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“We are in an epidemic of loneliness.” 

– Dr. Vivek Murtly, U.S. Surgeon General, May 2023

 

Real Estate feels more challenging than it has in the 38 years since I began my career in sales. Over the past few weeks, I have reached out to many brokers, managers and team leaders to inquire about what they are experiencing. The ones I spoke to all related to me that many of their agents were struggling with mental health challenges.   

With this information in hand, I began researching what other industries and research organizations are learning about mental health post-pandemic, and it does indeed seem like we have an epidemic of loneliness.  

In this article, we will look at the symptoms and causes first, but please read through to the solutions. Whether you want to help yourself or help people around you, this could have a valuable impact.  

The reported effects of loneliness are significant: low motivation, low drive, depression, impaired immune system, cognitive decline and premature death. In fact, America’s Surgeon General states that the effect of loneliness on our health is comparable to smoking 15 cigarettes a day. 

So, what’s going on? 

Loneliness isn’t about a people deficit; it’s about a connection deficit. While people were already lonely before the pandemic, the social isolation during the lockdown and many of our new ways of operating have greatly exasperated the situation.   

Working from home, the loss of community spaces, our discomfort with social situations, social media addiction, and increased travel costs are all limiting our human interaction and social connection. 

“Many of my agents haven’t been able to return home to see their close family in over three years,” says Stefanie Hostetter, CEO at Re/Max Sea to Sky in Whistler, B.C. Many of her agents come from far away, as Whistler is a destination market. Hostetter hails from New York, and she hasn’t been back to visit yet. Travel restrictions during the pandemic and our changed habits around travel have greatly reduced the amount of time that we spend visiting family and close friends.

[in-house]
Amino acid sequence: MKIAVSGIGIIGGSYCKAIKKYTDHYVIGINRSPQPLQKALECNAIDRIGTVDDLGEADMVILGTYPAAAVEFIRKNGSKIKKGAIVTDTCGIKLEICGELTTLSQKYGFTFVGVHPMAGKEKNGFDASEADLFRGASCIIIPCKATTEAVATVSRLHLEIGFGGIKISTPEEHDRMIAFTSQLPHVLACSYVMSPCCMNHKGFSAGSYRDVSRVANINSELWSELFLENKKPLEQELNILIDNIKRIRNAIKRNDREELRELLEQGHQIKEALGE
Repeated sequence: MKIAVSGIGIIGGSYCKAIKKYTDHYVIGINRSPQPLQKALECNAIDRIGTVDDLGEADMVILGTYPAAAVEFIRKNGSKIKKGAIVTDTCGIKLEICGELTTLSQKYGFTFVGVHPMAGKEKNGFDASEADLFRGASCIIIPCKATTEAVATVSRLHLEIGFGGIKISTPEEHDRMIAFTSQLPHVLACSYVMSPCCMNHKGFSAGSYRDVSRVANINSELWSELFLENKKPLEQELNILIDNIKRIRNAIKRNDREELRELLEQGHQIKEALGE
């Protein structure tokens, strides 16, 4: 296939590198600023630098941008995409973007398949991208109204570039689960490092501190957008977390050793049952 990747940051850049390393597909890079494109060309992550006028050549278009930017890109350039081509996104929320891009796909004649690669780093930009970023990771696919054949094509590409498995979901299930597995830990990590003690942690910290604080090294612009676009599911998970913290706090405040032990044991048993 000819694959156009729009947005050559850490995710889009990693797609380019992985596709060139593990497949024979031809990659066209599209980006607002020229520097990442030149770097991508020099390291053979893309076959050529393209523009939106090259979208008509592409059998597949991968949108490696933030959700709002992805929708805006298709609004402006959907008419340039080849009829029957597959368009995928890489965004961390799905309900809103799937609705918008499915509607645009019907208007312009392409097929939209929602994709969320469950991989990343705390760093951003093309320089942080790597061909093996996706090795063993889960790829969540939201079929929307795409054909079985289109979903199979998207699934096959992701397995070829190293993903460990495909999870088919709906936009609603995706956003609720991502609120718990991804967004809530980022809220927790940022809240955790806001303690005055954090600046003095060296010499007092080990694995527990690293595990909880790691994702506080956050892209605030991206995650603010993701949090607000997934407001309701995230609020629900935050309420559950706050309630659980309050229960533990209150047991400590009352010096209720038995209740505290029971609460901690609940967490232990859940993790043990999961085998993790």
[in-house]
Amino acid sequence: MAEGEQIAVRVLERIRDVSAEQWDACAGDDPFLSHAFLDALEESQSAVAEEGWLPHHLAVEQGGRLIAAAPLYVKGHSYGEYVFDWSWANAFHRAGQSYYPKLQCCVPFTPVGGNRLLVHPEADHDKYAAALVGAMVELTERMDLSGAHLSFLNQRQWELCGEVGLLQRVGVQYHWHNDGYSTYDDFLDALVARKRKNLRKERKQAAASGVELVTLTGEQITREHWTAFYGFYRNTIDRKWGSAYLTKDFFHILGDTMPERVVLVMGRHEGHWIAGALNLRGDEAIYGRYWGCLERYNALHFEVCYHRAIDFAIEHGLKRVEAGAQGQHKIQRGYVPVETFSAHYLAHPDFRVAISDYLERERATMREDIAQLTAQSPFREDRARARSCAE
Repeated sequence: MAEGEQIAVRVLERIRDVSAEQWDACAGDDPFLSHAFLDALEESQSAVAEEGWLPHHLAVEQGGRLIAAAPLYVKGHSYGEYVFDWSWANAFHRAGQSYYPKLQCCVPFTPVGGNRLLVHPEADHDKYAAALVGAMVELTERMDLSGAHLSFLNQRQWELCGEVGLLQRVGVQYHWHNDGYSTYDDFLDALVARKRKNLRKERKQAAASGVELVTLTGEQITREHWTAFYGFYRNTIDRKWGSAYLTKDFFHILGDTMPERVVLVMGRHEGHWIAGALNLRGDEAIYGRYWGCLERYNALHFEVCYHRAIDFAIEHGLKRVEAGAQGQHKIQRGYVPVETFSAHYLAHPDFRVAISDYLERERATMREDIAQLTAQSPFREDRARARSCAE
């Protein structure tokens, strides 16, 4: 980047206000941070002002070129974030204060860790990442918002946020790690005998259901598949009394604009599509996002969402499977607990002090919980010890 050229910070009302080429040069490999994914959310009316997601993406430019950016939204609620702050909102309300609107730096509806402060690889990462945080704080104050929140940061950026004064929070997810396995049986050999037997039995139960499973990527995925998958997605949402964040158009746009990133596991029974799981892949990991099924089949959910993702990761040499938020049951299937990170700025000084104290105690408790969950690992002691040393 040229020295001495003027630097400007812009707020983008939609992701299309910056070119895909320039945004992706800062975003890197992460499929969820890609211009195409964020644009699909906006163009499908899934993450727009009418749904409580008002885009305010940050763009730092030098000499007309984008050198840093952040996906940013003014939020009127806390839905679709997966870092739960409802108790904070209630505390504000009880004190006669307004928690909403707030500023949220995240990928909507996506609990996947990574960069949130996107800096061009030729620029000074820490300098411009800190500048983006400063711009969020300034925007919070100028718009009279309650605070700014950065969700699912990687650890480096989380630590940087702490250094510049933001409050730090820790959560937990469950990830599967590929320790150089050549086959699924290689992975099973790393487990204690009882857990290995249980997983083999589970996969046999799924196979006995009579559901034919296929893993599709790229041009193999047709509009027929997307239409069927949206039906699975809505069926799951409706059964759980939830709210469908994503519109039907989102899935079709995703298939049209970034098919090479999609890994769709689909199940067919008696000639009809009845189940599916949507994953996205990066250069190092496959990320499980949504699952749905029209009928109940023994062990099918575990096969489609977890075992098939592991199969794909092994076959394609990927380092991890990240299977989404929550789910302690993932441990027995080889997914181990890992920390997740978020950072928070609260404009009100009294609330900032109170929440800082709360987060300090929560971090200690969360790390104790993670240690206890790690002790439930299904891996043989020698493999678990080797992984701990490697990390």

She notes, “Some people haven’t been able to celebrate new babies or mourn the death of loved ones.” Travelling both abroad and within Canada can be stressful and expensive as the travel industry struggles to find balance. 

“I run coaching and training sessions live in person at my brokerage, and only a tiny fraction of my agents show up,” says Wade Webb, broker/owner of Royal Lepage Kelowna Lake Country. Webb is a very sought-after, high-level coach and best-selling author, so this lack of engagement speaks volumes about his agents’ state of mind.  

Structural barriers, financial insecurity, previous health or mental health challenges and life events can cause the loss of social connection. Those of us contending with loneliness have unique experiences and can’t all be solved the same way, but I have laid out some of the things that may help you reconnect with people and build community (which are both key skills for real estate success):

 

  • Answer your phone instead of letting it go to voicemail. You never know when something delightful might happen. 
  • Join a local community of people. Think sports, workouts, hobbies, spiritual, charity, volunteer, chamber of commerce, meet-ups, etc. There are unlimited possibilities. 
  • Call a friend or acquaintance instead of messaging them. They may also need the connection. 
  • Say yes to social opportunities even if you initially feel hesitant.  
  • Limit your social media time. Research confirms that most social media increases our social anxiety.  
  • Go to the office. Create a comfortable shared space at the office where colleagues can visit, collaborate and co-work. I borrowed this idea from the tech industry as they work creatively to get employees to want to come back to the office and collaborate with each other. 
  • Create a mastermind or support group with colleagues in your area and meet in person. Be sure to pick like-minded, positive-thinking people. 
  • Organize an office event. Consider a fundraiser, outdoor adventure, swimming party or summer BBQ.
  • Improve your teleconferencing (zoom) skills. Be more natural, create casual time before or after a meeting, and invite others to connect after the meeting one on one. 

 

What are other some other opportunities to connect and build community with people? Please share your ideas in the comments. 

If you or someone you know is unable to work through the loneliness or is suffering from significant social anxiety, professional support may be beneficial. Seeking this support is extremely common in our modern society and is a sign of strength and courage.   

 

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